The Monument of Francis Makemie

A poetic tribute from Henry Van Dyke, Jr. to the man who has been described as the "Father of American Presbyterianism," Francis Makemie, on the bicentennial anniversary of Makemie's death (The Poems of Henry Van Dyke, p. 165): 



To thee, plain hero of a rugged race,
We bring the meed of praise too long delayed!
Thy fearless word and faithful work have made
For God's Republic firmer resting-place
In this New World: for thou hast preached the grace
And power of Christ in many a forest glade,
Teaching the truth that leaves men unafraid
Of frowning tyranny or death s dark face.

Oh, who can tell how much we owe to thee,
Makemie, and to labour such as thine,
For all that makes America the shrine
Of faith untrammelled and of conscience free?
Stand here, grey stone, and consecrate the sod
Where rests this brave Scotch-Irish man of God!

April, 1908

Apostle of the Chesapeake

Littleton Purnell Bowen (1833-1933), the great biographer of Francis Makemie, often considered the founder of Presbyterianism in America, also wrote of him in verse. 

In his volume of prose and poetry titled Makemieland Memorials; With Eastern Shore Wild Flowers and Other Wild Things (1910), there is a 4-page poetic tribute to Francis Makemie, "the Paul of Accomack, the Knox of Pocomoke...the Apostle of the Chesapeake...this Calvin of the Eastern Shore." 

As Paul on every shore sought God's elect
And faced unmoved the Mediterranean gales,
So went Makemie forth to all the winds;
His sloop Tabitha to a hundred streams,
His faithful Button trudging pathless swamps.
He planted Churches as he planted corn —
Rehoboth, Wicomico and Snow Hill,
Monokin, Rockawalkin and Pitts Creek —
From fair Onancock up to Buckingham,
The lilies and the seabirds tracked his course.

Having explored the barrier islands and farm fields of the Delmarva Peninsula, visited the churches planted by Makemie which are still standing, and stood myself on the banks of Holden's Creek in Temperanceville, Accomack County, Virginia, the spot where Makemie is buried and his statue stands today - his burial place was discovered by Bowen himself through tireless research - in reading Bowen's tribute this writer is whisked away to a time when a pioneer Presbyterian from Ulster brought the gospel to a colonial frontier. 

Upon the banks of Holden's Creek he sleeps.
The sparkle of the wavelets tell the tale
Of crystal River and the Great White Throne.
Since then what multitudes of graves on all
These landscapes rest, tombs of the fathers,
Blood of Covenanter, blood of Huguenot.
Where ever soared a sounder Creed to Heaven!
Take off thy shoes; we stand on holy ground,
The burning bush burns on and unconsumed.

This poem tells the story in brief of a man who is a true American hero of the faith. It begins on p. 75 of Makemieland Memorials. If you enjoy church history and poetry together, take a moment to read Bowen's tribute to Francis Makemie, the Apostle of the Chesapeake. 

The Story of the Old Makemie Desk

For so long, besides the churches planted by him on the Eastern Shore of Maryland and Virginia, and the writings left by him, there was little to show for the life and death of "the Father of American Presbyerianism," Francis Makemie (1658-1708). We don't even know precisely what he looked like - only one contemporaneous portrait was ever painted of Makemie (and his wife), but it was destroyed in a fire in 1831. Even his burial site was unknown until it was discovered by Littleton Purnell Bowen (1833-1933), whose tireless research led him to the banks of Holden's Creek in Temperanceville, Accomack County, Virginia, where the Makemie Monument was finally erected in 1908 to mark the spot (this writer had occasion to visit the spot once again last year, which is a wonderful place for contemplation).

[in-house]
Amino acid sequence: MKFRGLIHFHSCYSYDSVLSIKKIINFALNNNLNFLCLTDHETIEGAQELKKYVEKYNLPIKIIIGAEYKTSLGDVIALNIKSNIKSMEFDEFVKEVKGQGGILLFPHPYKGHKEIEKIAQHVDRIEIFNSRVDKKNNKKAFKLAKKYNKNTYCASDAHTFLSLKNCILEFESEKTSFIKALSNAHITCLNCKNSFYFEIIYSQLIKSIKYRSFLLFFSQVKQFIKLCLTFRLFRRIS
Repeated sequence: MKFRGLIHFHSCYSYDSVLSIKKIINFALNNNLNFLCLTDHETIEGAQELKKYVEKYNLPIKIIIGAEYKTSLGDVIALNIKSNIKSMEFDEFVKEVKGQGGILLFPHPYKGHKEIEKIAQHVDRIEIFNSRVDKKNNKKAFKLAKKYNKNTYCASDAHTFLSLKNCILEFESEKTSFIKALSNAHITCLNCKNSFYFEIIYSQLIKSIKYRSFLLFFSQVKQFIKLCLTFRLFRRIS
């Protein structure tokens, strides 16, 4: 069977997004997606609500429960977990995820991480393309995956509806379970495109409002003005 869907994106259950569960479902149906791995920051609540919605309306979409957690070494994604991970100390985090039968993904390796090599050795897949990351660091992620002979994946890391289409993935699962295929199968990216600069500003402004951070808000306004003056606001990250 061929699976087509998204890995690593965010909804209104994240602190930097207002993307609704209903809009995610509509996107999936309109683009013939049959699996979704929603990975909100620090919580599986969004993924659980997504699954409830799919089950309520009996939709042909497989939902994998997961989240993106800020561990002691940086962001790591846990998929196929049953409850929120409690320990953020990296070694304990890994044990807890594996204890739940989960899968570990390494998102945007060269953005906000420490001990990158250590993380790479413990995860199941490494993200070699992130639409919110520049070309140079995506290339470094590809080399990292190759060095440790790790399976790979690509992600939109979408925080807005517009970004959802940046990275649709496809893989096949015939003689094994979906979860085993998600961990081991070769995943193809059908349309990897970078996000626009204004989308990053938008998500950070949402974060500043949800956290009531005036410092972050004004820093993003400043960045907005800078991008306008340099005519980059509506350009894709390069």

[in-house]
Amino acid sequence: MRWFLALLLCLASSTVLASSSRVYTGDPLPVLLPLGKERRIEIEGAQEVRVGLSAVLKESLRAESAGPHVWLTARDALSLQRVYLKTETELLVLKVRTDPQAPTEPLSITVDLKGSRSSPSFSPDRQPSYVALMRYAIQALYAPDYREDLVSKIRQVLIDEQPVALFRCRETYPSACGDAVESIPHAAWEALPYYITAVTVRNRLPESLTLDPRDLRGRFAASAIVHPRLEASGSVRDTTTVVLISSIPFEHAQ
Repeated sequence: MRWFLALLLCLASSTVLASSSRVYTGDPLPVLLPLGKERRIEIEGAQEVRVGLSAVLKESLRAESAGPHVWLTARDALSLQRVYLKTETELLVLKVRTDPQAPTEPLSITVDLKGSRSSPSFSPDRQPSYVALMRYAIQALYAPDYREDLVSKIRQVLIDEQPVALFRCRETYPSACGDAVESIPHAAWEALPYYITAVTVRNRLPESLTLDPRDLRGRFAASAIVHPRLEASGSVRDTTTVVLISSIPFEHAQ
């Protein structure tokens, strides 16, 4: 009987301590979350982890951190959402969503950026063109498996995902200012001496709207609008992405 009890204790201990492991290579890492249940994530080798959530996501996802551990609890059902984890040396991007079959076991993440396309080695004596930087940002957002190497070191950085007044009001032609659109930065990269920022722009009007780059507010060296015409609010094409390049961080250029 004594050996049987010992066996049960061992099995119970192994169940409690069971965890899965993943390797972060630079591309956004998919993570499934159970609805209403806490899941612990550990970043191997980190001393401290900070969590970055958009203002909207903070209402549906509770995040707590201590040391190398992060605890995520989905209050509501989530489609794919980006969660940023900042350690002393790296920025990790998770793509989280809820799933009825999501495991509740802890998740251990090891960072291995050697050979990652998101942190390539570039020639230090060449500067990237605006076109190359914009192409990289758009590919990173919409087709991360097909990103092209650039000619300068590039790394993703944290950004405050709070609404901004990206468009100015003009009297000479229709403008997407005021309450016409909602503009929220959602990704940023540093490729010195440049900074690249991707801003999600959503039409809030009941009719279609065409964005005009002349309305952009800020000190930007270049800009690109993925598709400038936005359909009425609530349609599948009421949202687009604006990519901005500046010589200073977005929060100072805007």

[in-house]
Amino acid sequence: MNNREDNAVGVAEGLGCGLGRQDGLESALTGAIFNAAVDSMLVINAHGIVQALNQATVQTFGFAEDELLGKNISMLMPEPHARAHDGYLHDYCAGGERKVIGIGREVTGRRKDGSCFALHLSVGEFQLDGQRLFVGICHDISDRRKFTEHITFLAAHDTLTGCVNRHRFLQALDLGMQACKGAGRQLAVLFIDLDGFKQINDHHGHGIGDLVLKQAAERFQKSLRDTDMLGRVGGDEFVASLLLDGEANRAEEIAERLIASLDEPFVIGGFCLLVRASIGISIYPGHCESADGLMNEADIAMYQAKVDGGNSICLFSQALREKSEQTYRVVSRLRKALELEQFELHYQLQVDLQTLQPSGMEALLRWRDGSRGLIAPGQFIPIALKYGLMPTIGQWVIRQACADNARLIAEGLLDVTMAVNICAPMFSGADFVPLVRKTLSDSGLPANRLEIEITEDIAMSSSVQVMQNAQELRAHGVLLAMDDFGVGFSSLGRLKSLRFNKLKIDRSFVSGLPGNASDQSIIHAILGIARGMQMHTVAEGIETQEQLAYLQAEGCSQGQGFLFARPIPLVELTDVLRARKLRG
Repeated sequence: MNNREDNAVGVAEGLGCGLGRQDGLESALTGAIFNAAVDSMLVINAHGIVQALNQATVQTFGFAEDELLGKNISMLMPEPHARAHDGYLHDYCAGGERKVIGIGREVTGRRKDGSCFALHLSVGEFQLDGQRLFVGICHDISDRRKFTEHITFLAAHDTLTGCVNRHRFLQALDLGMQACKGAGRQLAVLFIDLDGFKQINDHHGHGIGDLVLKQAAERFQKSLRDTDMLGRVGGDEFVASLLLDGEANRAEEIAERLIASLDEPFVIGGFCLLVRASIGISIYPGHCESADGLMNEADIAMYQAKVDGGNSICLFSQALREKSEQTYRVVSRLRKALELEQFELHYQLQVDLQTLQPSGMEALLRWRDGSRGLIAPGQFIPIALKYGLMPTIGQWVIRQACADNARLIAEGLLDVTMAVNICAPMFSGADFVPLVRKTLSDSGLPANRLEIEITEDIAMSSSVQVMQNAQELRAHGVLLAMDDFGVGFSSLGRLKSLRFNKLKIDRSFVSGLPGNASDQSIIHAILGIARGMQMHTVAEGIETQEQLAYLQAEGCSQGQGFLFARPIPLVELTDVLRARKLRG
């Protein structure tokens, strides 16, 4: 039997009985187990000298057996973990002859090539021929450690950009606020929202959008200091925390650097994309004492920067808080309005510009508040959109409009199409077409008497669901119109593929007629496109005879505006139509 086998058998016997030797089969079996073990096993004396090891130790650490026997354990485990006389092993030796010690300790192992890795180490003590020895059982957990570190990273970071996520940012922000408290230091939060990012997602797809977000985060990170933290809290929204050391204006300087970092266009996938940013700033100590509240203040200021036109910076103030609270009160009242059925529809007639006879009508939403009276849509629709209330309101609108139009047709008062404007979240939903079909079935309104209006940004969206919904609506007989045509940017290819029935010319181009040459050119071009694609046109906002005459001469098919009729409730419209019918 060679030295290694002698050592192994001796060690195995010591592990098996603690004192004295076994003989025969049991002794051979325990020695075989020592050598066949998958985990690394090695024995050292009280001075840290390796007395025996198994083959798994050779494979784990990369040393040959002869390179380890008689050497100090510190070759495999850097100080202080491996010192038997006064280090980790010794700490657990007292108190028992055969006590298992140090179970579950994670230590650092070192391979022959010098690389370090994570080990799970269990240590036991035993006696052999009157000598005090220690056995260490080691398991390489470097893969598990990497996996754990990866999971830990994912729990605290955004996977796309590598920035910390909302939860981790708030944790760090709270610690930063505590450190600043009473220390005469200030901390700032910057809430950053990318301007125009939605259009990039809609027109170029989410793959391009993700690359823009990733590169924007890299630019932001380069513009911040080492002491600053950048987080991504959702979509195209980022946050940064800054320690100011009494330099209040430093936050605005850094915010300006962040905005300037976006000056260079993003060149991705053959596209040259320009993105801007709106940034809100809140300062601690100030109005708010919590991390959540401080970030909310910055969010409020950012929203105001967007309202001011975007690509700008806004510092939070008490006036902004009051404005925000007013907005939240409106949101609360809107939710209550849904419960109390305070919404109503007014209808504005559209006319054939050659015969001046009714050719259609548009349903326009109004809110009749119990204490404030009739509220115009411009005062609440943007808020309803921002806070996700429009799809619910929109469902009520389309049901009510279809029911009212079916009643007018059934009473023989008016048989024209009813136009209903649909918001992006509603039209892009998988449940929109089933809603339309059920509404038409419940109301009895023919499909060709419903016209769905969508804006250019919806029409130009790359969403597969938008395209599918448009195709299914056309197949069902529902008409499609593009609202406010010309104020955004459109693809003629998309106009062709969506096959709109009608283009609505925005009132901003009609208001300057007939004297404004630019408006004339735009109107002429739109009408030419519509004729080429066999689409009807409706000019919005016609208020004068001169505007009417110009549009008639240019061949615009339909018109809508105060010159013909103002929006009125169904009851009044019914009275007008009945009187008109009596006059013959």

Bowen - the preacher, poet, historian and biographer of Makemie - also made another remarkable discovery, one which is preserved to this day at Union Seminary in Richmond, Virginia. He found the very desk employed by Francis Makemie in his ministerial and household labors. 

The story of this discovery is told in John Stevenson McMaster (1859-1924), A Sketch of the Rev. Samuel McMaster: 1744-1811 (1900), by both McMaster and Bowen himself (see especially pp. 20ff). John McMaster was a Presbyterian ruling elder and descendant of his grandfather, Rev. Samuel McMaster, who was the pastor of Anne Makemie Blair King Holden (1702-1788), daughter of Francis Makemie, who took possession of the desk at her father's passing. Upon her death, this solid mahogany desk was willed to Rev. Samuel McMaster, who later bequeathed it to his son Samuel, after whose death it was purchased by a John B. White, who later revealed its existence to Bowen, showing him all the "concealed springs and drawers...[where] the old Presbyterians of the past had hidden their gold and treasures," and after much persuasion (White's wife said: "By all means let Mr. Bowen have it. We are Baptists, and cannot appreciate it as the Presbyterians would. Mr. Bowen's heart is in the history, and he ought to own the desk"), sold it to him, after which, in 1900, Bowen donated it to the Union Theological Seminary of Richmond. 

This is where it resides today, and it may be seen only by appointment. As McMaster notes, "This desk is the only known relic of the Makemie family in existence." 

Read the original source documents of Francis Makemie's stand for religious liberty here

310 years ago, in 1707, Francis Makemie was arrested for preaching in New York without a license from the government. He fought those charges on several grounds, and won. This trial was a foundation of religious liberty in America. You can read the original source documents here - they include transcripts of the trial and letters written by Makemie and John Hampton, his co-prisoner in the Lord.